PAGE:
109: 3 Practical Skills to Succeed in Tech
Heather Hansson is a Product Manager in digital marketing technology thanks to open doors of opportunity. She loves fun food, a good book, and the blue eyes of her little one who can be anything he wants to be when he grows up.
When I started my first big career opportunity, I never expected it to be in IT. As a matter of fact, I told myself I was not qualified to work in a world with computers, software, and languages beyond the many I learned singing in choir. But my fear of the technical world and my ignorance and assumptions about what made a person “good at” tech were the only things keeping me from moving forward into what has now spanned a 20+ year adventure. The secret wasn't that I had to be good at understanding the technology but in taking advantage of the skills I already had.
In every tech company, from organization down to each team, success is not just defined by a developer who knows many coding languages, the product manager who has been around for 35 years, or the designer who creates pictures to bring a product to life. Behind each role is information, tools, and skills that help each person be successful in their role and it requires organization, structure, and discipline. Anyone can be taught how to code or how to manage a product life cycle. But being organized, well documented, and on top of deadlines, status, and communications, requires discipline and methodical purpose among your tasks so that you can serve your customer and meet their needs.
TIP: Find ways to use your organizational skills to keep a cross-functional project on target, strategize a process, or balance and prioritize a heavy workload.
Tech helps us solve problems, build efficiencies, and integrate layers of data. It is the lifeline for industries from banking to medical, to automotive, and beyond. It empowers and drives unfathomable networks. And while it can be invisible in a cloud, it can activate a cell phone or run a country. The power behind how technology can help so many and for so many situations can be intimidating, but the common denominator to all of these is curiosity. This is a skill that not all have. You need to be curious when solving a problem so that you can find the best solutions, push the limits on how far one can go, and put yourself in someone else's shoes to understand behavior and process.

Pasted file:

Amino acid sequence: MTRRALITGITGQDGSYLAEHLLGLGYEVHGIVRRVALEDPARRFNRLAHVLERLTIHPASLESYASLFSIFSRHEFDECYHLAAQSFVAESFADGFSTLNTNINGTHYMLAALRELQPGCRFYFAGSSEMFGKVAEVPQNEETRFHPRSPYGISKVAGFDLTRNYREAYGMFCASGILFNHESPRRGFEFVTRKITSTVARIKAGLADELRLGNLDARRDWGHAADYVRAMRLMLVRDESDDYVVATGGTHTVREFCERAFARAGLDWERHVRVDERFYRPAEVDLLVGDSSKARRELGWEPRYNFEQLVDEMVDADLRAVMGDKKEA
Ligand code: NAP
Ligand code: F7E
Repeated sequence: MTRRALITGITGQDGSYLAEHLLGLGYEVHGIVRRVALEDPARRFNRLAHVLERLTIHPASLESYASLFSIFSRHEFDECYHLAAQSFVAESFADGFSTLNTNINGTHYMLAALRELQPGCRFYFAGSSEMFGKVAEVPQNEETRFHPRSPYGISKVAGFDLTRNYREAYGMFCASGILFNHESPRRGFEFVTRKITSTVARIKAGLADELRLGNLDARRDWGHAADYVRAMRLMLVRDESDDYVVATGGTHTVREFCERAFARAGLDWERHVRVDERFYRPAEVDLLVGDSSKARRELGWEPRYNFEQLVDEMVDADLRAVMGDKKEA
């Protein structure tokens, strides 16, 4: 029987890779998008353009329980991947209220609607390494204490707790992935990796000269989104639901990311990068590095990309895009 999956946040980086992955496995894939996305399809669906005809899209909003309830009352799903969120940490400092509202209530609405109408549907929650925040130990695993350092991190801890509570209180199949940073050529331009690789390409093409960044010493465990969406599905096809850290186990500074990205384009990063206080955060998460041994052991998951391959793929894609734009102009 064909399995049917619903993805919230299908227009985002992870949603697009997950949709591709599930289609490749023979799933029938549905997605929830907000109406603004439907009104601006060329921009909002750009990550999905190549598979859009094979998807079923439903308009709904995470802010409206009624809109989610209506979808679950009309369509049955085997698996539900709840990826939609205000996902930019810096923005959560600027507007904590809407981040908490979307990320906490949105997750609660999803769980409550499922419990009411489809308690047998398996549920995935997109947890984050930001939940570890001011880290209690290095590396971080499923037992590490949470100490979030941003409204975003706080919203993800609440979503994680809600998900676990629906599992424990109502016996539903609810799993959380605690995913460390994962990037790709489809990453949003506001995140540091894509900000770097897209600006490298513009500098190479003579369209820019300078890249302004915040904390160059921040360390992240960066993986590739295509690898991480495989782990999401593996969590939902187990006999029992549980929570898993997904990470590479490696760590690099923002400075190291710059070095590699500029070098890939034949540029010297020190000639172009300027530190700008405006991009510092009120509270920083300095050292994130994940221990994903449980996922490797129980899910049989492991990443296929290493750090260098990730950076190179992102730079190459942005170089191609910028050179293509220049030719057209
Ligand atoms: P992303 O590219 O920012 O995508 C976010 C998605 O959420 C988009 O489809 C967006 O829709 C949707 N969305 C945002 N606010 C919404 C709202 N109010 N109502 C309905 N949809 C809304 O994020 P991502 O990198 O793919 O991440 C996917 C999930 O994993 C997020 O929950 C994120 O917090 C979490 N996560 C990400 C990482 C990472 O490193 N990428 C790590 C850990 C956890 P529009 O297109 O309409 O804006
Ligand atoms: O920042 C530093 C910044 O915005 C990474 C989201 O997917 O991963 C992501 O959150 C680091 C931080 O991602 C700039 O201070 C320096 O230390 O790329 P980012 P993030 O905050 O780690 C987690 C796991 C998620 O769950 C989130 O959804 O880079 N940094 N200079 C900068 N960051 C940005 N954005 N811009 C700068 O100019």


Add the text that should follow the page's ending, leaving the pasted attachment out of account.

TIP: Think about multiple solutions to one problem, identify challenges that prevent you from being successful, and empathize with your stakeholder when solving for their needs.
As previously discussed, being in tech can be powerful. You learn things others do not have the time or focus to know. Hoarding information for job security is a thing of the past. To really succeed in tech, the more you share with others, the more you get back in time, partnership, and trust. Having a giving mindset can turn a need into thorough requirements that provide clarity to your developer. A mounting list of questions can turn chaos into useful documentation for your support team. And giving of your time to train can make a stakeholder into a confident subject matter expert.
TIP: Find opportunities to document subject matter into palatable and useful toolsets, give information sessions (live or recorded) on topics of interest, and keep information in accessible, common areas that others can use.
Through organization, curiosity, and giving, you can take anything you learn in your technology role to another level and be a significant contributor and trusted partner.